The people and leadership of India and Pakistan should avoid the experience of bitter relations between the US and Iran, following the Iranian revolution of 1979. Isolating Iran and not treating it as a serious presence in the West Asia, if not in Asia, has been a major flaw of the US foreign policy. About 15 years ago, I held a conversation with the then Under Secretary of State from the US Administration responsible for the US policy towards South Asia and Iran. I urged him to open a dialogue with the Iranian Government, given the fact that Iran is an ancient civilisation, with a sizeable population today, a large part of which wants normal relations with the US and a democratic system.

The situation of bilateral relations between India and Pakistan is different from that between the US and Iran, but in Pakistan also, a large section of the population wants normalisation of relations with India, and feels that as long as there is animosity between the two countries, terrorism will thrive in Pakistan with serious implications for security of Pakistanis themselves. If there is an issue that requires widespread political support in India, it is the challenge of improving bilateral relations with Pakistan. It is sad that the efforts of former Prime Minister Manmohan Singh did not get the support from his own party as well as the Opposition, which would have enabled him to carry forward the initiative that he had undertaken.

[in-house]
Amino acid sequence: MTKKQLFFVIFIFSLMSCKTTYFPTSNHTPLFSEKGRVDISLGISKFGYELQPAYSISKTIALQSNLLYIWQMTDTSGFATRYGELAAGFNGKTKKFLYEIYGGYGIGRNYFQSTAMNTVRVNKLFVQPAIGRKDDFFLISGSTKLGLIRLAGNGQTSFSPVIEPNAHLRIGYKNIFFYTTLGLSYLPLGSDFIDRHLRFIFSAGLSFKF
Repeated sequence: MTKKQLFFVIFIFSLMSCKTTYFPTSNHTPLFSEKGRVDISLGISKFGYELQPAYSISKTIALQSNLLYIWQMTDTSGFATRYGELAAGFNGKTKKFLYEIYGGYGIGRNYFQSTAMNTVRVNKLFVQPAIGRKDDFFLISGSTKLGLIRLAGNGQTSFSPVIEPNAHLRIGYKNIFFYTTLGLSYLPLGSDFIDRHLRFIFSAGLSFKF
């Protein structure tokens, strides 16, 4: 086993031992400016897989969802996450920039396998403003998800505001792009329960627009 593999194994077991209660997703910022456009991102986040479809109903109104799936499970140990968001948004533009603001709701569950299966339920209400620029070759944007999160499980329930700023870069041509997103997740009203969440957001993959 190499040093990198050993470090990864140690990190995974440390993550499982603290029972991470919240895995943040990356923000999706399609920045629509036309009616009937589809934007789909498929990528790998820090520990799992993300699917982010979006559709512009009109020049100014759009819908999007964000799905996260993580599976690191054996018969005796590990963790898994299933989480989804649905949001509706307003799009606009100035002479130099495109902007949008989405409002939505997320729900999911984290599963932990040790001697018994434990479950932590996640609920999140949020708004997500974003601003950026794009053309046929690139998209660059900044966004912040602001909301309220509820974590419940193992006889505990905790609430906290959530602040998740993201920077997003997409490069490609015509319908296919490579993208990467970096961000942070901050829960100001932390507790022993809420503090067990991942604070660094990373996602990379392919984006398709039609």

The Energy and Resources Institute has not projected the fact that when Mr Singh became the Prime Minister of India, the Chief Minister of Punjab in Pakistan decided to develop his birthplace village Gah in Chakwal as a model village. Teri then took the initiative of providing a large number of solar energy devices for that village. A team from this institute worked over the years to see that these devices functioned properly, and this has received deep affection and appreciation from the entire population of the village. If all the political parties had encouraged Mr Singh, he would have been able to visit his birthplace and bring about a sea change in relations between the two countries.